Archive for July, 2007

Be wary of “double-V” domains

Monday, July 30th, 2007

Just like an F can be easily turned into a B on a particularly bad one-off report card, two Vs can look an awful lot like a W and scammers are taking advantage of this and registering scammy Microsoft related domains. 

Here are a few examples:

VVINDOWSUPDATE.COM
VVINDOWS.COM
VVINDOWS.COM
VVINDOWS.COM
VVINDOWSVISTA.COM
VVINDOWSVISTA.COM

Be wary of links sent to you in emails and IMs. 

(Thanks to Sunbelt Software for the heads-up)

What I’m playing this weekend – DEFCON

Friday, July 27th, 2007

DEFCON.  This is a simple yet addictive game.  Described as the “World's first Genocide 'em up” … but it’s not as violent as the tagline makes out!

Introversion Software presents its third title, DEFCON, a stunning online multiplayer simulation of global thermonuclear war.

You play the role of a military Commander hidden deep within an Underground bunker. Your mission - to successfully exterminate your enemy's civilian population whilst disabling their ability to attack your own. Start by launching your battleships, subs and bombers in order to decimate your opponent's defences. Scramble together your alliances but remember only one can stand victorious.

Prepare your pre-emptive strike before one of your supposed allies gets the same idea. Choose the perfect moment for betrayal, obliterating your opponents with an apocalyptic thermonuclear barrage, but get it wrong and their devastating counter attack will bring you to your knees!

It's Global Thermonuclear War, and nobody wins. But maybe - just maybe - you can lose the least.

Blackle … um, it won’t save the planet

Friday, July 27th, 2007

Heard about Blackle?  It won’t save the world:

Apparently it takes more energy for your computer monitor to display a white web page than a black one. So while the modern web standard of white and bright colored backgrounds with dark text is great for readability, it might not be great for the planet.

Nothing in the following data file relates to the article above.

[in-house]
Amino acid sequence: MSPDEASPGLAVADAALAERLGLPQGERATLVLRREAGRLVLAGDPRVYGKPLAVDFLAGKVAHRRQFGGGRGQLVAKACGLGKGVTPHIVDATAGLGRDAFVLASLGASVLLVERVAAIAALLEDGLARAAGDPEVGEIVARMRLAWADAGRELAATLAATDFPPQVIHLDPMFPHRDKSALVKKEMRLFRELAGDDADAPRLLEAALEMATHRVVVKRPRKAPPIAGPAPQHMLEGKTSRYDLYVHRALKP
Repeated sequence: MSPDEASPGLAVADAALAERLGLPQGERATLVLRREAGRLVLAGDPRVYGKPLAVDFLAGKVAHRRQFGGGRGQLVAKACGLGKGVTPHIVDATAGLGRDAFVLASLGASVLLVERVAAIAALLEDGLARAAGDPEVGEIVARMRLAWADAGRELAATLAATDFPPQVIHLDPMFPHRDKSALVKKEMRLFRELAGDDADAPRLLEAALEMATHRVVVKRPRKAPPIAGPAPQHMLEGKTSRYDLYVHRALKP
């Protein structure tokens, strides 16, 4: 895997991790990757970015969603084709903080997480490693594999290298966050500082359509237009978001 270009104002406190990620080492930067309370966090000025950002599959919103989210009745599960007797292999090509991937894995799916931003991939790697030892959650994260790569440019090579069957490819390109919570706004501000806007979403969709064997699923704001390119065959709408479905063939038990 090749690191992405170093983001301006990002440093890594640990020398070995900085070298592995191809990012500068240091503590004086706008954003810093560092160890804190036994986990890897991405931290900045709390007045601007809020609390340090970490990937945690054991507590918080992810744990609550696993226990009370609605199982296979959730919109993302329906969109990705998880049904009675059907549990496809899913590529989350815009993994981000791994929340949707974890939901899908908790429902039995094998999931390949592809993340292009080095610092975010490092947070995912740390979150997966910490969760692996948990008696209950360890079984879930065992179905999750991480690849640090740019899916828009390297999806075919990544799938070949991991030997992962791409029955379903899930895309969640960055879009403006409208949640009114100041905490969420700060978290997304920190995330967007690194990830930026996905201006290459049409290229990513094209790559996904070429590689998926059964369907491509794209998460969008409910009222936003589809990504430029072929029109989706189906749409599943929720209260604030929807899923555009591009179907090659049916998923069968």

Heap Media decided to do something about it by creating a custom version of one of the most popular white-backgrounded sites on the web. Blackle is basically Google, but black. It's powered by Google, so you should have pretty much the same user experience when using Blackle as you do with Google. Only darker.

Here’s the deal.  CRT monitors have been replaced by flat screens.  These have a backlight that illuminates the whole screen irrespective of whether while, black or a rainbow of colors is being displayed.  In other words, it won’t make a difference if most of the screen is black or white.  In fact, because LCD pixels are normally transparent when no current is flowing through them, a black screen is consuming more energy.

Oh, and it could well wreck your eyes – I certainly don’t like it.

Pointless.

Pirates can now make hologrammed Windows DVD

Friday, July 27th, 2007

Don’t rely on the hologram on the Windows discs are reassurance that the software is genuine – the pirates are making hologrammed discs.

I thought I would share this story because I think it really highlights the true purpose of WGA: to help people identify counterfeit software to protect themselves and Microsoft products from this type of activity.  WGA's goal is not to punish the people who purchased these programs; they, of all people, are the most victimized.  The goal is to give these people a tool to let them know they have been victimized and can do something about it.  

 Here's an example of the quality of the counterfeits being manufactured (the left one is genuine):

Vista pirated disc

Buy your software from a reputable source.

Another reason to dislike Vista

Thursday, July 26th, 2007

Ed Bott gives me yet another reason to dislike Vista:

Last month I began hearing rumblings of problems with the product activation system in Windows Vista. Last week I got to see the problem firsthand. The bottom line? The simple act of updating some hardware drivers – without making any changes to the hardware itself – can result in the Software Protection Platform code in Windows Vista deciding that the system requires reactivation. And a simple Internet activation won’t do; you’ll need to call Microsoft’s activation hotline, enter your product ID over the phone, and then type in the 48–digit code the operator reads back to you.

I've come across this issue, and while the reactivation process might only take a few minutes to solve, but it's yet another issue that gets in the way of using software that I've paid for.  The more I roll Vista out at the PC Doc HQ, the more I'm feeling like Microsoft is getting in the way of me doing the work I want.  Five minutes here and there reactivating is five minutes of my time that's being wasted that Microsoft isn't paying me for.

If you're affected by this, a fix is in the pipeline but could be months away.